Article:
April 6, 2012 PRINT Bookmark and Share

More of the Same

Hockey East Schedule Prepared BC for Title Run

by Joe Meloni/CHN Staff Writer

Eagles head coach Jerry York looks on during Thursday's national semifinal win. On Saturday, York seeks his sixth career national title. (Joe Koshollek)

Eagles head coach Jerry York looks on during Thursday's national semifinal win. On Saturday, York seeks his sixth career national title. (Joe Koshollek)

TAMPA, Fla. — For players and coaches, the excitement of the NCAA Tournament also brings an element of worry. Playing teams from throughout the country, scouting reports and gameplans can be difficult to assemble.

Since the NCAA Tournament began two weeks ago, Boston College has won games against Air Force, Minnesota-Duluth and Minnesota — three different clubs with varying systems and strengths. The result came down the same with BC winning and advancing to Saturday's national championship game.

Their opponent again will be an unfamiliar one in CCHA regular season champion Ferris State. The Bulldogs rode their tight-checking, power game to a 3-1 win over Union on Thursday afternoon.

Off the ice, the Eagles approach each opponent in the same manner — respecting their strengths but still focusing on their own. This idea carried BC through its grueling Hockey East schedule, galvanizing the club for its latest ascent to the acme of college hockey.

"Hockey East is a tough league, very competitive — great teams, great players, great coaches," BC senior Barry Almeida said. "Playing so many games against those teams prepared us for the big stage. We just take (the Frozen Four) as other games. We play good teams all season and we know we're going to play good teams here."

This is the case for most clubs in college hockey. All five conferences continue to improve, preparing clubs for the ultimate prize. Within Hockey East, the varying playing styles among the league's 10 teams offers a slightly different route.

In the national championship game, the Eagles' opponent features a deliberate approach focused on controlling play and keeping opponents from asserting their own will. BC's sees a similar system from Vermont. While the Catamounts' 2011-12 campaign was one of their worst in recent memory, they drew the best from the league's top end clubs, including Boston College.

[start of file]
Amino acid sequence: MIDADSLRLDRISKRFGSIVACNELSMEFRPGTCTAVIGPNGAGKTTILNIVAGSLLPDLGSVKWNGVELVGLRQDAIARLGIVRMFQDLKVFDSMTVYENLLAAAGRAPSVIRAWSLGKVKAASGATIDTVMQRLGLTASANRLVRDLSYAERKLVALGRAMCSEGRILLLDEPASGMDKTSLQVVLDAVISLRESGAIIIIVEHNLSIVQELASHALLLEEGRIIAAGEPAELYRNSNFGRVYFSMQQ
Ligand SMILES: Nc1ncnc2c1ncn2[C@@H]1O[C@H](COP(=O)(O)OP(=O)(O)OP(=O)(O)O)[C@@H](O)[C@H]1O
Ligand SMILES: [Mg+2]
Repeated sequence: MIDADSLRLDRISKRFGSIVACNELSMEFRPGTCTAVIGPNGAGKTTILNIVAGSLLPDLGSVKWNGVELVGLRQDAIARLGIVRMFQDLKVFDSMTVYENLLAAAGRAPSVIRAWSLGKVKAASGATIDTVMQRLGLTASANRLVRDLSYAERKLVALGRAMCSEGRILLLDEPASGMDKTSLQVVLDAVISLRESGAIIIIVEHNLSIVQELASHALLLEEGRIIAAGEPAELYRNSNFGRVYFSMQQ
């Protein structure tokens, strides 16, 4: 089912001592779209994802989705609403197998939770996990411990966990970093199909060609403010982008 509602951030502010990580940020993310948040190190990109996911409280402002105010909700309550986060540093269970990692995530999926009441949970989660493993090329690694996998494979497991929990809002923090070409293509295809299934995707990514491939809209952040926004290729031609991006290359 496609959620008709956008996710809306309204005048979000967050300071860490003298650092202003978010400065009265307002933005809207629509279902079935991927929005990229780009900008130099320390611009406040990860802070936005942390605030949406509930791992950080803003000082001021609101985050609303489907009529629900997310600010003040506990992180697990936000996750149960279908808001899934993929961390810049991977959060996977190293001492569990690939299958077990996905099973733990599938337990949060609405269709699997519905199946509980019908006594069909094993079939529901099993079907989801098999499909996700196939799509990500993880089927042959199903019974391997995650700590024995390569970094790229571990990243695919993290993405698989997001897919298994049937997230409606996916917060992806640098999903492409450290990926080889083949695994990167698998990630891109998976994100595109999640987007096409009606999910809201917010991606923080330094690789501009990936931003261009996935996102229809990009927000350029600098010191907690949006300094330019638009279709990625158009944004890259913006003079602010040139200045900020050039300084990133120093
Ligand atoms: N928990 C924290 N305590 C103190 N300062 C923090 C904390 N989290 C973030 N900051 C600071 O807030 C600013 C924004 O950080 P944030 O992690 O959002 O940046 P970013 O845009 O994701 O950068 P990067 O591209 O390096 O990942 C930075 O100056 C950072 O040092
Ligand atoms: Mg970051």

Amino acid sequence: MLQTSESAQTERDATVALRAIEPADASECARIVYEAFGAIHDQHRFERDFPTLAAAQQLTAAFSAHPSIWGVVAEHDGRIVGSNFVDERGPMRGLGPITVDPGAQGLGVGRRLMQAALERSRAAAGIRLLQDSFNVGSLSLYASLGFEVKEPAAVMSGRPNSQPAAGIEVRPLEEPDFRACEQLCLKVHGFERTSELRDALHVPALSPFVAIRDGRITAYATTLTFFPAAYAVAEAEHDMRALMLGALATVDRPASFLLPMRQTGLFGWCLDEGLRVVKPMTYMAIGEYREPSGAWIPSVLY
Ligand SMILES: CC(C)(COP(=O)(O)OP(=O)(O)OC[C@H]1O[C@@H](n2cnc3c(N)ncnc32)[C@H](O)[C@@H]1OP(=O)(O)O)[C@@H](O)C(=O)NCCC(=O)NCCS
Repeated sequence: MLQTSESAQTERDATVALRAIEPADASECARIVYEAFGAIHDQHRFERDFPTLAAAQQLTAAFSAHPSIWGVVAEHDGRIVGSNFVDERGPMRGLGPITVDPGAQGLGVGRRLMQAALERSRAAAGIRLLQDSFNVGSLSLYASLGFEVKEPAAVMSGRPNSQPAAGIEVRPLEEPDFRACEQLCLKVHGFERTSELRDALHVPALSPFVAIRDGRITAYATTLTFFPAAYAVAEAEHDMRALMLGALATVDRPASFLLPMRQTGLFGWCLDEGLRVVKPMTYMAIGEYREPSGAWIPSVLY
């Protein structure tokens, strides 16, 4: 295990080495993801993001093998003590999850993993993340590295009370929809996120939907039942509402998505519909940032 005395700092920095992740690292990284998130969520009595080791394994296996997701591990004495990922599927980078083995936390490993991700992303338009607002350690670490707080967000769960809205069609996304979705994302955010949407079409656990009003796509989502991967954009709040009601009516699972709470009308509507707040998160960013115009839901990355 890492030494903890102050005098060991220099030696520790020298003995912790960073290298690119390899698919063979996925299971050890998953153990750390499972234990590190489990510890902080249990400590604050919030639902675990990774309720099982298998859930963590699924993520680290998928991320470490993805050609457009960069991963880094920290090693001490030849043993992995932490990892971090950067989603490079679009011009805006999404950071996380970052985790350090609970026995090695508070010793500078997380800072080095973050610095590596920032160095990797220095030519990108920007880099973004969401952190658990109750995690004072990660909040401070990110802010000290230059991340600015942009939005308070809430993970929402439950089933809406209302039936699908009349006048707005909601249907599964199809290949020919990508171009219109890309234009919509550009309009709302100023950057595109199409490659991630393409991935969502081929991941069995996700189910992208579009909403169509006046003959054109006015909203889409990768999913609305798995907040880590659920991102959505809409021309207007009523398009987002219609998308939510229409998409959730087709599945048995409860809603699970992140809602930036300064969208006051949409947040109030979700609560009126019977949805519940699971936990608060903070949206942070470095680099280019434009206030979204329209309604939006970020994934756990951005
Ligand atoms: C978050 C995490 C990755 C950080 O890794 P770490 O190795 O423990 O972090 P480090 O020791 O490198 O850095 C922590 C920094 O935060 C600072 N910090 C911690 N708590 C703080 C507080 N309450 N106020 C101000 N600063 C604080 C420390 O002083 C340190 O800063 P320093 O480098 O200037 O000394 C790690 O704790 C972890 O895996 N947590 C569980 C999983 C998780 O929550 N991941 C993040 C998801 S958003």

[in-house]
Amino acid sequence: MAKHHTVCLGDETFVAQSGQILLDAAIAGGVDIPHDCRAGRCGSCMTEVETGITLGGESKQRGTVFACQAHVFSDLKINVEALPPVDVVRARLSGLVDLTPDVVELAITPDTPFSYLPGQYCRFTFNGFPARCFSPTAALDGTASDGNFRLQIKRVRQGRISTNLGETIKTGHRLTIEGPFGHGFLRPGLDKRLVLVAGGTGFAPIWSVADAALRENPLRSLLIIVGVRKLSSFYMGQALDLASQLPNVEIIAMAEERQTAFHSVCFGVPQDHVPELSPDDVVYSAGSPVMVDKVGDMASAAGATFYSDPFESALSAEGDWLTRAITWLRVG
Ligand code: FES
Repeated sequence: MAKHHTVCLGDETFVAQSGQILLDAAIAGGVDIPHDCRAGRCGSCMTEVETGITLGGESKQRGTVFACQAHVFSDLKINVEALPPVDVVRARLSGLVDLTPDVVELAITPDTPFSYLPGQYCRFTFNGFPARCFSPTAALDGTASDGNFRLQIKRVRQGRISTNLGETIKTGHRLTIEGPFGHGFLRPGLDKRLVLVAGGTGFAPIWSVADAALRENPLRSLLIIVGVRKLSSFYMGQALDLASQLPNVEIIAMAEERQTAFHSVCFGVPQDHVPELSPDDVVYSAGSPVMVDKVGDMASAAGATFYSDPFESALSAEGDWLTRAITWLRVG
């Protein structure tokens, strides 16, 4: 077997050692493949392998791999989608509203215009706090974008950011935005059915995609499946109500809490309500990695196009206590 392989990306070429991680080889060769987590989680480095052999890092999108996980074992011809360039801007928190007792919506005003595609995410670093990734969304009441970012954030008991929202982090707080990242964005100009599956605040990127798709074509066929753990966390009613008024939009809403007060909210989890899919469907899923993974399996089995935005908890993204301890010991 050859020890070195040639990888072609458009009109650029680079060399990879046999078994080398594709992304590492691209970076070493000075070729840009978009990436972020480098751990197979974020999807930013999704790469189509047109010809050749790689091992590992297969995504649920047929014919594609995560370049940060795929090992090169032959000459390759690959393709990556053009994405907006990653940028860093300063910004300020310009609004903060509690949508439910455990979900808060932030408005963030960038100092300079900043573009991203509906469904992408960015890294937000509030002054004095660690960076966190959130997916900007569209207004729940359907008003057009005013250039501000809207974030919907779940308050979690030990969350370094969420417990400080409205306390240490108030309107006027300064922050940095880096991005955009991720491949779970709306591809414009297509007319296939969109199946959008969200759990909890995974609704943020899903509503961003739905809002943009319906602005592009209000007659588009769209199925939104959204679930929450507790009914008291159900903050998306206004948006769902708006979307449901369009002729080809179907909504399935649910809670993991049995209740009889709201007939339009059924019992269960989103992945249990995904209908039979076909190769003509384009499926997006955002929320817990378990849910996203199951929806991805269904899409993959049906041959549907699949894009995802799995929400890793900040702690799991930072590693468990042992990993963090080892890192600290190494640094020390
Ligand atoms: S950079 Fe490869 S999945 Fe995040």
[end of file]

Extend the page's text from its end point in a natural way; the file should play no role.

For a freshman like Johnny Gaudreau, difficult tests from the even the least successful teams in Hockey East taught him to temper his superb skill with the physicality and speed of Division I hockey.

"Every game is really competitive in Hockey East," Gaudreau said. "Even Vermont gave us good games. The grind definitely prepared us well for this tournament. There were four teams from Hockey East in the NCAA Tournament and a couple more could've been here."

During its run the Eagles encountered skilled players, such as UMD's Jack Connolly and Minnesota's Kyle Rau, and an Air Force team focused on bottling the Eagles' speed. Each opponent planned to exploit one element of the Eagles' games, and each ultimately failed.

Looking at Hockey East, the gameplans these teams threw at the Eagles may have seemed novel. The only problem was that BC had seen it before. Whether it's the speed and enforcement of Boston University, the tight-checking system of Merrimack or the skating-focused transition game of Massachusetts, there isn't a style BC hasn't seen — and defeated — this season.

"Each team is built so differently, but it helps us get ready for the national tournament," BC captain Tommy Cross said. "A team like UMass skates like crazy, and they're talented. They never stop moving their feet. It helped us get ready for a team like Minnesota that skates as well as they do. We play a team like Merrimack. They grind it out, they're physical. It helped us get ready for parts of Duluth and Air Force."

Advancing through Hockey East as both the regular season and tournament champions, BC stands as the lone remaining Hockey East team. BU, Maine and Massachusetts-Lowell all received at-large bids to the tournament. Following BC's win on Thursday, Gaudreau said he was surprised just one team from the league progressed to Tampa.

"Any of the teams from Hockey East could've gotten to the Frozen Four," he said.

With Saturday's national championship signifying the last collegiate game of the season, the Eagles take pride in representing their program on a national stage. What's more, they consider representing their league a similar honor.

"It's good to have your league competing for national titles," Cross said. "I know every team in the CCHA is rooting for Ferris. To be able to represent (Hockey East), it speaks to the quality of our league. It's good for our league to have a team here."

Last season, the Eagles loss in the first round of the NCAA Tournament, paired with Regional exists from New Hampshire and Merrimack, meant a Hockey East-less Frozen Four for the first time since 2005 when all four representatives hailed from the WCHA. Returning to the Frozen Four signifies the league's strength aside from the Eagles' continued dominance regionally and nationally.

Winning Saturday's game would register as the Eagles' fifth national championship, whereas the game itself is Ferris State's first-ever appearance in the title game. Despite the disparity in prestige, the Eagles understand the consequence of not giving Ferris their best effort. Something they learned from their 27 Hockey East games this season.

"There are some great teams in our league," Cross said. "Every team was a tough out."

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